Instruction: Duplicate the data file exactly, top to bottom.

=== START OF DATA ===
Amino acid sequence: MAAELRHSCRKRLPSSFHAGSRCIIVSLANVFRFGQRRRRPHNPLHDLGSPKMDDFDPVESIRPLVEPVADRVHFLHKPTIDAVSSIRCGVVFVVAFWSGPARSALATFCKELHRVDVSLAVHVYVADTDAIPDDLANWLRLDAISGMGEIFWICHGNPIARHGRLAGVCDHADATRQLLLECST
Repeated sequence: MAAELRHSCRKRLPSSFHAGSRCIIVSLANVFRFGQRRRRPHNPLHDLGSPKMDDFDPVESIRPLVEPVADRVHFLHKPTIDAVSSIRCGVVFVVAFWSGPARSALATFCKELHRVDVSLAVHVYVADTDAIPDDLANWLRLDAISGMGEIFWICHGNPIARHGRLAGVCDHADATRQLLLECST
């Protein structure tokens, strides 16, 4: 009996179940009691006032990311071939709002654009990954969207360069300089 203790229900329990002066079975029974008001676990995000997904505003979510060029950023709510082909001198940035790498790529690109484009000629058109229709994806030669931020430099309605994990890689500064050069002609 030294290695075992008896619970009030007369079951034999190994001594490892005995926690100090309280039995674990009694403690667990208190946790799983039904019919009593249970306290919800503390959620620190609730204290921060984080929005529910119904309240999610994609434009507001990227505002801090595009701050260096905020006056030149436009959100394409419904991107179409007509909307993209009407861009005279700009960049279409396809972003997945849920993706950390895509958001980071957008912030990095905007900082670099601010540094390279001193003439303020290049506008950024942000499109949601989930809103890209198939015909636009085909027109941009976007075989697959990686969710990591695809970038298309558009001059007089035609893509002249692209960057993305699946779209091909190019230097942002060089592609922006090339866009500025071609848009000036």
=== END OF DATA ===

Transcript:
Amino acid sequence: MAAELRHSCRKRLPSSFHAGSRCIIVSLANVFRFGQRRRRPHNPLHDLGSPKMDDFDPVESIRPLVEPVADRVHFLHKPTIDAVSSIRCGVVFVVAFWSGPARSALATFCKELHRVDVSLAVHVYVADTDAIPDDLANWLRLDAISGMGEIFWICHGNPIARHGRLAGVCDHADATRQLLLECST
Repeated sequence: MAAELRHSCRKRLPSSFHAGSRCIIVSLANVFRFGQRRRRPHNPLHDLGSPKMDDFDPVESIRPLVEPVADRVHFLHKPTIDAVSSIRCGVVFVVAFWSGPARSALATFCKELHRVDVSLAVHVYVADTDAIPDDLANWLRLDAISGMGEIFWICHGNPIARHGRLAGVCDHADATRQLLLECST
């Protein structure tokens, strides 16, 4: 009996179940009691006032990311071939709002654009990954969207360069300089 203790229900329990002066079975029974008001676990995000997904505003979510060029950023709510082909001198940035790498790529690109484009000629058109229709994806030669931020430099309605994990890689500064050069002609 030294290695075992008896619970009030007369079951034999190994001594490892005995926690100090309280039995674990009694403690667990208190946790799983039904019919009593249970306290919800503390959620620190609730204290921060984080929005529910119904309240999610994609434009507001990227505002801090595009701050260096905020006056030149436009959100394409419904991107179409007509909307993209009407861009005279700009960049279409396809972003997945849920993706950390895509958001980071957008912030990095905007900082670099601010540094390279001193003439303020290049506008950024942000499109949601989930809103890209198939015909636009085909027109941009976007075989697959990686969710990591695809970038298309558009001059007089035609893509002249692209960057993305699946779209091909190019230097942002060089592609922006090339866009500025071609848009000036």